2020 brought us a lot of things that we would probably rather forget about. But as we put a little time between us and events of the past, it becomes less painful to look back and say, “Did he REALLY say that?!” Unfortunately, yes, he did.
(If you were fortunate enough to have avoided that news story, you can find it here.)
The significance of this story (at least for the purposes of this article) is not the test-taker, but rather the test itself. It begs the question, “Is this REALLY the best way to assess someone’s cognitive ability?” Thankfully, that answer is no.
The test we are referring to is the Montreal Cognitive Assessment (MoCA). This is a brief, 30 question test that was designed as a quick way to assess if someone may be showing signs of dementia/mild cognitive impairment. It does NOT assess intelligence, nor does it definitively diagnose dementia. It is simply a way to quickly assess if a more thorough evaluation is needed by asking questions that evaluate orientation, short term memory, executive function, language abilities, abstraction, animal naming, attention, and clock-drawing. While it is not an intelligence test per-se, it does rely on learned skills (i.e. language, clocks, math, etc.). More on the intended use of the test can be found here.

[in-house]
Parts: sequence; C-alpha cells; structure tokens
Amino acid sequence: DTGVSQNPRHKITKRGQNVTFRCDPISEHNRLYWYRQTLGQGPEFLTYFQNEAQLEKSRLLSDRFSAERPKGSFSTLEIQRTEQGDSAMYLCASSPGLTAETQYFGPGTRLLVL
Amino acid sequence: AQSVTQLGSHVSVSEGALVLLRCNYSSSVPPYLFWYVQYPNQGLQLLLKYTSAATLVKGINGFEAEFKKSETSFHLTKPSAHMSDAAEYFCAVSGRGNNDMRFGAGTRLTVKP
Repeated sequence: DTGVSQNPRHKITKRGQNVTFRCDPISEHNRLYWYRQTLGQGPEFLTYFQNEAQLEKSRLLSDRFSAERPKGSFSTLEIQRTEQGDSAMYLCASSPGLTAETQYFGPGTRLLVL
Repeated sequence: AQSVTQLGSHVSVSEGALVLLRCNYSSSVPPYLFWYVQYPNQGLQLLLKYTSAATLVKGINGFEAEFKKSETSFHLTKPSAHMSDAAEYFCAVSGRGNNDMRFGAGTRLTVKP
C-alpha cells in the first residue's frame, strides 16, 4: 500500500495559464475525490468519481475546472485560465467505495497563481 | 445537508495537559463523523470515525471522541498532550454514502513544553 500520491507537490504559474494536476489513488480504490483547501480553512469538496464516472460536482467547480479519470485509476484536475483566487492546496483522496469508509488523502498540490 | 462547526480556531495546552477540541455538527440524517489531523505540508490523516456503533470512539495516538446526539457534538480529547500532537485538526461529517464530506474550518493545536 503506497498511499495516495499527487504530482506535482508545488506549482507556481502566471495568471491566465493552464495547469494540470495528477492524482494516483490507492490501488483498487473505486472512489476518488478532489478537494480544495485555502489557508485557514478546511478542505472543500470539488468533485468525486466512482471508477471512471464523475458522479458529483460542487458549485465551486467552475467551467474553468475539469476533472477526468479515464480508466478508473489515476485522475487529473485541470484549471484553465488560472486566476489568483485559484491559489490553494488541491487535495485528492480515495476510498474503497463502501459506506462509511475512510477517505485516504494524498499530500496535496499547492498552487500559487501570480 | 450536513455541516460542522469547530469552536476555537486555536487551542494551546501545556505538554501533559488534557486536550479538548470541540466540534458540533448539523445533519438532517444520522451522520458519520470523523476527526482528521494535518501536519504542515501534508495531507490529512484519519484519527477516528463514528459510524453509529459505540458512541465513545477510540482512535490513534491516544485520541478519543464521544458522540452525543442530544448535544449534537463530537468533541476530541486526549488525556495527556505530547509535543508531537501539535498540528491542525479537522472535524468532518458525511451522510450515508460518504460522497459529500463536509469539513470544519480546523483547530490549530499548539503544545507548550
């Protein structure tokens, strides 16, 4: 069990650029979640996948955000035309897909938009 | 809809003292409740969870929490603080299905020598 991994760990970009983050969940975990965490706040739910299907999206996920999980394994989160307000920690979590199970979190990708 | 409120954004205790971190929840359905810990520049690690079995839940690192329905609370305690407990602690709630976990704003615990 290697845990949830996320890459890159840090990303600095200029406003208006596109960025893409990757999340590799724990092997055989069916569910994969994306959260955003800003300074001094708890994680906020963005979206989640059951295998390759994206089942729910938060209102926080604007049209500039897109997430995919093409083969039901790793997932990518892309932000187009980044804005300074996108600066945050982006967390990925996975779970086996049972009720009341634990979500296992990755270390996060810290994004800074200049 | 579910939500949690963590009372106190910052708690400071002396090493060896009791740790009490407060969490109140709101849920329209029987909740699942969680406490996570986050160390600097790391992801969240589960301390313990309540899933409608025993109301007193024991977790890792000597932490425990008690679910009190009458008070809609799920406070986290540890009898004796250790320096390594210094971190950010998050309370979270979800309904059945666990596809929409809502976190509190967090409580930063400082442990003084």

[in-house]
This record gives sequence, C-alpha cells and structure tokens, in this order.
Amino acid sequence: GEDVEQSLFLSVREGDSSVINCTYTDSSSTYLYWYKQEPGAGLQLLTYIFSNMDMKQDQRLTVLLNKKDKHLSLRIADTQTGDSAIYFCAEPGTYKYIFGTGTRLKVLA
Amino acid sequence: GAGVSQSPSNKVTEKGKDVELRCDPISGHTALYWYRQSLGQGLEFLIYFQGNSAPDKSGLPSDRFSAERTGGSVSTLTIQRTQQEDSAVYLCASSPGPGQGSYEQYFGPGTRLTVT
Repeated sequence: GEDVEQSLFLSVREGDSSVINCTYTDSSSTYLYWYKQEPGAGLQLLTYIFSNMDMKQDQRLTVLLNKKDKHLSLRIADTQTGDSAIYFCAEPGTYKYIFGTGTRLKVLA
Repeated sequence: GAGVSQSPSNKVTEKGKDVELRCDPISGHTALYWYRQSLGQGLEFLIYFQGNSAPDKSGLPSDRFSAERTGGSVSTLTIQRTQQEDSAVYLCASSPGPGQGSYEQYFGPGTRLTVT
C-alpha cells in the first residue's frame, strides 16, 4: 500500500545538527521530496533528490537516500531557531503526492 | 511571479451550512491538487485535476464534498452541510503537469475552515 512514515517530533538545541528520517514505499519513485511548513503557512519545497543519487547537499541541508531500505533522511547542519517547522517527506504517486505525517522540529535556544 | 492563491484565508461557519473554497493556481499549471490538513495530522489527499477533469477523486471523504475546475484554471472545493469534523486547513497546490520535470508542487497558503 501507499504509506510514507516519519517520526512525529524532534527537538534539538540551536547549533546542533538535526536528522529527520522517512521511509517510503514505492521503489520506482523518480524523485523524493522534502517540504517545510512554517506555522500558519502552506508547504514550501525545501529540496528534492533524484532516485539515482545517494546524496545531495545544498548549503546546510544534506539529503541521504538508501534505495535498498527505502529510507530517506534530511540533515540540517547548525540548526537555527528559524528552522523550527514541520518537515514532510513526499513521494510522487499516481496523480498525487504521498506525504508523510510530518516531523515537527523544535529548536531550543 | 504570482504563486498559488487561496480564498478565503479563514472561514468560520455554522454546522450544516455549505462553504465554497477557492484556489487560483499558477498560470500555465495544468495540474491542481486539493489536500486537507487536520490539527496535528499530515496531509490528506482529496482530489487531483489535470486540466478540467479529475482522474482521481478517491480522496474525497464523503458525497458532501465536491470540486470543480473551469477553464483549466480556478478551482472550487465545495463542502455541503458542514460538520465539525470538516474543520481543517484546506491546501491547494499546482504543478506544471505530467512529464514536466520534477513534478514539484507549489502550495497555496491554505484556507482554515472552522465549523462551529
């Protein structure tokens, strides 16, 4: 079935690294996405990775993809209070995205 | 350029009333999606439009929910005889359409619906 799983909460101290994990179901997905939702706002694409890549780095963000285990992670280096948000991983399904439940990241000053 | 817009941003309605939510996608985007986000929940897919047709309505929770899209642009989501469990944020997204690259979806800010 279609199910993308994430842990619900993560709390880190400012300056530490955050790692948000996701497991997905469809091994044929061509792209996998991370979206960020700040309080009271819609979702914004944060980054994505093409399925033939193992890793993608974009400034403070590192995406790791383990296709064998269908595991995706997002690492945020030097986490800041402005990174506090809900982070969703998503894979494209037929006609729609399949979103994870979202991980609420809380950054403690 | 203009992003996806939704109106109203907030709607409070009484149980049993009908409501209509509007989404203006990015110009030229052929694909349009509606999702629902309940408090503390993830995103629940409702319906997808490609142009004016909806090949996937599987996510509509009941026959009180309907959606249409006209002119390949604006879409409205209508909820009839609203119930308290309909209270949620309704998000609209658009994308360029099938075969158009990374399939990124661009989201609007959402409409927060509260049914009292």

Whenever there is a news story related to measuring cognitive function, either regarding Alzheimer’s Disease, TBI/Concussions, COVID brain, or any other neurological-related topics, you often hear the experts lament about the lack of a non-subjective, quantifiable test that could be used without any baseline testing. If only there was a way to easily, quickly, and accurately assess how someone’s brain is functioning!
Oh wait, there is!
Unlike tests like the MoCA, the BrainGauge does not rely on learned skills of the test taker (other than understanding instructions). These cognitive assessment tests are biologically-based—meaning they are assessing how your brain is working at a very fundamental level (you can read more about that here, and also explore other earlier posts on how each test works). Because a “normal” human brain works the same at a fundamental level in everyone, no baseline test is needed in order to determine if there is variation from optimal functioning in the test taker. The scoring of the test is completely objective with no human subjectiveness or errors involved. However, similar to the MoCA, there is no claim that the BrainGauge definitively diagnoses anything, it simply is a very accurate way to determine if something is going on that should be further evaluated and diagnosed by a professional.
So while you still may cringe when listening to the previous president talk about his amazing MoCA test results, there is no reason to cringe at the thought that this is the only test to assess a person’s cognitive function.